Pile into European equities and scale back exposure to U.S. stocks, Goldman Sachs recommends in the wake of progress in Greece's dealings with creditors.
The bank upgraded its three-month view on European equities to "overweight" on Monday, while downgrading U.S. stocks to "underweight," warning that they have historically underperformed in the 12 months after the Federal Reserve's first rate hike.
"European equities have been one of the key asset classes to benefit from a fading of Greek risks following their drawdown," Goldman Sachs wrote in its Global Opportunity Asset Locator report published on Monday.
"While performance potential might be limited in the near-term after the strong rebound, several supportive fundamental factors should help outperformance of European vs. U.S. equities until year-end," it said.
These factors include a weaker euro, comparatively easy monetary policy and a pickup in Europe's economic growth – which the bank expects will help drive stronger earnings and a recovery in margins.
Within Europe, the bank is overweight on Italy's FTSE MIB index, Spain's, Germany's DAX index and the U.K.'s mid-cap focused FTSE 250 index and underweight on Switzerland's and the British blue-chip FTSE 100 index.
While the bank didn't include its individual forecasts for each index, it expects the pan-European to return 1.9 percent, 5.1 percent and 12.9 percent in local currency terms, on a three-month, six-month and 12-month basis, respectively. The STOXX Europe 600 has already gotten a boost from abating Greece-related risks, rising 7 percent over the past 14 days.
Goldman isn't alone in its bullish outlook for European equities.
Bank of America (BofA) Merrill Lynch's July Fund Manager Survey published last week found rising appetite to overweight European stocks. "Despite the Greek news flow, intention to own European assets is high and rising, though global growth remains vitally important for European stocks," said Manish Kabra, European equity strategist at BofA Merrill Lynch Fund Manager Survey.
The survey found a net 40 percent of fund managers were overweight on euro zone equities. Although that's a six-month low, it remained the most popular region, with increased intentions to gain regional exposure on a 12-month view, the survey found.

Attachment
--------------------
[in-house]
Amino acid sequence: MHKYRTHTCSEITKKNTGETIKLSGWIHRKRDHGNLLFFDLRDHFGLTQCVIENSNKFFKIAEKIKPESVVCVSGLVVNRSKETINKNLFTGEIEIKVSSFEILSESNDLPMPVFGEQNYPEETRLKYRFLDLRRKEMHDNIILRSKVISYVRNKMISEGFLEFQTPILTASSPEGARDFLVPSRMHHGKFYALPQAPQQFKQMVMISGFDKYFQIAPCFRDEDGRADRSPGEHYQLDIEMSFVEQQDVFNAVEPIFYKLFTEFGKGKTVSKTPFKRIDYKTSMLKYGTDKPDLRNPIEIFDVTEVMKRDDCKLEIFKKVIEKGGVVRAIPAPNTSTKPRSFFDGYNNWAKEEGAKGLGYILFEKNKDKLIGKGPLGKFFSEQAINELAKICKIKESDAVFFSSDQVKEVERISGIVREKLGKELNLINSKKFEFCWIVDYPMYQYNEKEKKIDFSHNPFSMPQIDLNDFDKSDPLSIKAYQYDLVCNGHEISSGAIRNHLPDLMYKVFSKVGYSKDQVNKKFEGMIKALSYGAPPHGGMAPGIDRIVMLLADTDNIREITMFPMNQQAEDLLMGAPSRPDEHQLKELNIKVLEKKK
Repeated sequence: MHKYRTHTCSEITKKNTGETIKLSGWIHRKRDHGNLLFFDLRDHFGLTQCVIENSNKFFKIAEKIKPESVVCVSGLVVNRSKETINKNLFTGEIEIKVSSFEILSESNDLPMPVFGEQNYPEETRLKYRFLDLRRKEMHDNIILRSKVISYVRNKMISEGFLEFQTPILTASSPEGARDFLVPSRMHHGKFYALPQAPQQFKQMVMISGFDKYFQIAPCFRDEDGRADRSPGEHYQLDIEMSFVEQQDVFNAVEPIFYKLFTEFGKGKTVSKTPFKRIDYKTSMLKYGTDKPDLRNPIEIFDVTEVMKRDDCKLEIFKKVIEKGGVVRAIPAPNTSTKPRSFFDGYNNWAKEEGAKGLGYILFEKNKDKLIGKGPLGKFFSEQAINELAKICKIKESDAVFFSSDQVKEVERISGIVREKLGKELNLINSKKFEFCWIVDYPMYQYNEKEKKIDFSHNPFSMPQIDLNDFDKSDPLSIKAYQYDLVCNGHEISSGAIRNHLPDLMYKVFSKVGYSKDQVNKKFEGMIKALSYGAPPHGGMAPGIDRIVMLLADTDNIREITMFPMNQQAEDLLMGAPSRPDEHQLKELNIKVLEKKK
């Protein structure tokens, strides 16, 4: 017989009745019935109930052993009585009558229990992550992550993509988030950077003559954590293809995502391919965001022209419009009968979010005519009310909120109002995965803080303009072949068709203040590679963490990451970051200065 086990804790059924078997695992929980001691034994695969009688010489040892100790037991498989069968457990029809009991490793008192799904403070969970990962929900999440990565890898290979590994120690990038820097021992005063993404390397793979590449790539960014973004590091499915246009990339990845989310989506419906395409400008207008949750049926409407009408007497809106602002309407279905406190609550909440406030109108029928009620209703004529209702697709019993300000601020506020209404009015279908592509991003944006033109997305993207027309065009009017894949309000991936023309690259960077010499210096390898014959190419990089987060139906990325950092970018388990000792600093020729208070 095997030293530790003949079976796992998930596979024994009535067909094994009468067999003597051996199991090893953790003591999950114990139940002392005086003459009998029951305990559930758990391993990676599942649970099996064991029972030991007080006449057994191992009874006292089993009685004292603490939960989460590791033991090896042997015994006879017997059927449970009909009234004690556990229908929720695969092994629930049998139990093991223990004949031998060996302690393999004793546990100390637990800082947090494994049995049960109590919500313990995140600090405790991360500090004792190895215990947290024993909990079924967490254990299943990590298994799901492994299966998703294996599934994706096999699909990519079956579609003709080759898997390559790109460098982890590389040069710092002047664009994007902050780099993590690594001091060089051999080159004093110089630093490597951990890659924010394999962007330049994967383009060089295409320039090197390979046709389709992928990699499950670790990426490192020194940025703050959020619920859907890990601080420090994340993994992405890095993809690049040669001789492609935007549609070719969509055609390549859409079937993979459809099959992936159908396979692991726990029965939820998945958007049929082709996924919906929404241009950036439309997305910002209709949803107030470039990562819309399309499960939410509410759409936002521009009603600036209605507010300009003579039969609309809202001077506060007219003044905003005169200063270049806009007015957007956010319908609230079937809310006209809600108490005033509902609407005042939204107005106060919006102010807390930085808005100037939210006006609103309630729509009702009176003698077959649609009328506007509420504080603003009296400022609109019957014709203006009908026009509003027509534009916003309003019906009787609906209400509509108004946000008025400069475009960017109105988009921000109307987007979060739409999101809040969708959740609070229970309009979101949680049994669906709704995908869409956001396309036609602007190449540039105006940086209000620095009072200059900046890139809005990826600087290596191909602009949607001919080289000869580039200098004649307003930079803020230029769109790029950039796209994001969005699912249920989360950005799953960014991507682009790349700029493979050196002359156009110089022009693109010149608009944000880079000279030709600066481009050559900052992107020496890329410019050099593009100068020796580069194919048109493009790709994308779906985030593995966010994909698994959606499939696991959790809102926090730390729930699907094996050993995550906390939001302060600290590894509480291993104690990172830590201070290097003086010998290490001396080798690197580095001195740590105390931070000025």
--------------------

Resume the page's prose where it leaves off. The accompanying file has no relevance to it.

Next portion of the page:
By comparison, Goldman sees the U.S. benchmark S&P 500 returning negative-0.7 percent, negative-0.2 percent and a positive-3.2 percent, on a three-month, six-month and 12-month basis, respectively.
"We are underweight U.S. equities, as return potential is constrained by high valuations and margins," the bank said.
"Historically, non-U.S. equity markets have outperformed U.S. equities in the 12 months after the first Fed rate hike," it added. The Federal Reserve is widely expected to raise rates as soon as September – its first hike in nine years.
As such, the bank also favors Japanese equities on a 12-month basis. While it expects Japanese stocks to be more range-bound until year end, it sees a "firmer trend" for the market in the first half of 2016, driven by rising wages, a recovery in consumption and capital expenditure, positive earnings surprises and buying from foreign investors and the Bank of Japan. It forecasts the TOPIX index will rise to 1,850 over the next 12 months – up 11 percent from current levels.
To be sure, the bank doesn't expect all non-U.S. markets will perform well in the 12-months following the Fed's maiden rate hike.
It remains "neutral" on MSCI Asia ex Japan, saying that while valuations are attractive, it sees comparatively low earnings growth potential,with selective picks in the region.
The bank is overweight on China, India, Korea and Taiwan and underweight on Southeast Asia and Australia.